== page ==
The way forward
With a 70 per cent rise in toll charges at the Eastern Harbour Tunnel coming into effect yesterday, there is a great worry that this will force many motorists to switch to the already heavily used Cross-Harbour Tunnel, worsening the congestion there. Last week, the Environment, Transport and Works Bureau listed 12 possible options for a long-term solution.
At present, the three cross-harbour tunnels, taken together, are only operating at 70 per cent capacity. Thus, there is neither a case for building yet another tunnel, nor encouraging the commercial operators of the Eastern Harbour Tunnel and Western Harbour Tunnel, which are underused, to keep on raising charges.
Given the different ownership and toll policies among the three tunnel operators, there is no basis for co-ordinating and rationalising traffic flow. Under the existing franchise, there is no way for the government to stop a private operator raising charges up to the permitted profit level. Yet, further fee rises would only divert even more traffic to the government-owned Cross-Harbour Tunnel. For city-wide traffic management purposes, it is worth considering unifying ownership and management of all three tunnels. However, if the administration buys back the franchise of the other two tunnels, this would go against the present policy of 'small government'. Besides, there may be opposition to using public funds this way when there is still uncertainty over the city's financial prospects.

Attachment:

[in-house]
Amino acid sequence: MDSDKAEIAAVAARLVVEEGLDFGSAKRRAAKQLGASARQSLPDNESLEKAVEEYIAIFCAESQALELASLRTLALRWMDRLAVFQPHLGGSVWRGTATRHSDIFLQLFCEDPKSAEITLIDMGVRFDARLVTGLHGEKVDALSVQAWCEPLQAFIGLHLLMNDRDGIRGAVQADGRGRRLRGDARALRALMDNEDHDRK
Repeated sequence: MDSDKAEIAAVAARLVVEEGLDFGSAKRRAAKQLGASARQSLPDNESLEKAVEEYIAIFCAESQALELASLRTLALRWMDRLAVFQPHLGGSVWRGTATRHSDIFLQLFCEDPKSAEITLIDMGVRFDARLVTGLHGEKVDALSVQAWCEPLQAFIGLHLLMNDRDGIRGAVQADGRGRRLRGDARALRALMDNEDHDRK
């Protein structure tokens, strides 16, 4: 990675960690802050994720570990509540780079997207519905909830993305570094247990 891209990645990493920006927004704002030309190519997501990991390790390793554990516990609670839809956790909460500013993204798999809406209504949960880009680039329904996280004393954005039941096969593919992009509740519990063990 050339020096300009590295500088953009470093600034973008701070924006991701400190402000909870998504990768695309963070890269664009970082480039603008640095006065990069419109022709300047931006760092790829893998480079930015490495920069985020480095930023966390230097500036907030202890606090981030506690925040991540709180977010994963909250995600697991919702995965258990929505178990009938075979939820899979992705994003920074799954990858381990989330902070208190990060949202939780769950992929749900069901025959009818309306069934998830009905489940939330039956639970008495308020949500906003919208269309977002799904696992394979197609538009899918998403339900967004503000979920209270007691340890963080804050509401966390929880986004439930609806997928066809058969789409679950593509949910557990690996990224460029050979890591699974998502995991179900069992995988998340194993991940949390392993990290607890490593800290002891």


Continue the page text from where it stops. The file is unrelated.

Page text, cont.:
Selling the Cross-Harbour Tunnel to the owners of the other two tunnels, or forming a joint company to own all three tunnels, seems more feasible, but privatisation or partial divestment may raise as many questions as the Link Reit listing or Airport Authority privatisation. There are doubts about whether the government has enough political capital to fight this battle. Extending the existing franchises in exchange for a no-fee-increase concession from the private tunnel owners, as some advocate, may sound possible, but it may create a precedent whereby the government could be held to ransom by utilities' operators. Even if political expediency calls for such a trade-off, the question is still what kind of extension would be a fair deal for the public.
In the long run, the government should aim to set up either a tunnel authority to help enforce a co-ordinated approach to tolls, as a condition of the franchise, or a single tunnel corporation to help facilitate the plan for tunnel utilisation and pricing. There is little that the administration can do legally to prevent the private operators increasing tolls. However, it should work on the economic levers. Simply raising the Cross-Harbour Tunnel charges to make the other two seem less expensive might be criticised as helping to justify the 'unreasonable' rise by the private operators. The government's problem lies in the increased congestion predicted to affect the Cross-Harbour Tunnel.
The short-term solution is to efficiently manage the extra traffic resulting from the fee increase at the Eastern Harbour Tunnel, by persuading some users to turn to public transport and adjusting its tunnel charges, without being seen as triggering a series of increases.
The government could adopt flexible pricing, raising charges at peak times and reducing fees slightly during off-peak hours. More than half the vehicles using the Eastern Harbour Tunnel are private cars. Some of these drivers could be persuaded to switch to public transport. The same may apply to Cross-Harbour Tunnel users. Should excessive fees turn out to be counterproductive, by driving down usage, economic forces will make the commercial tunnel operators think again. Indeed, they might even lower charges to bring back customers.
Anthony Cheung Bing-leung is a professor of public administration at City University of Hong Kong and chairman of SynergyNet, a policy think-tank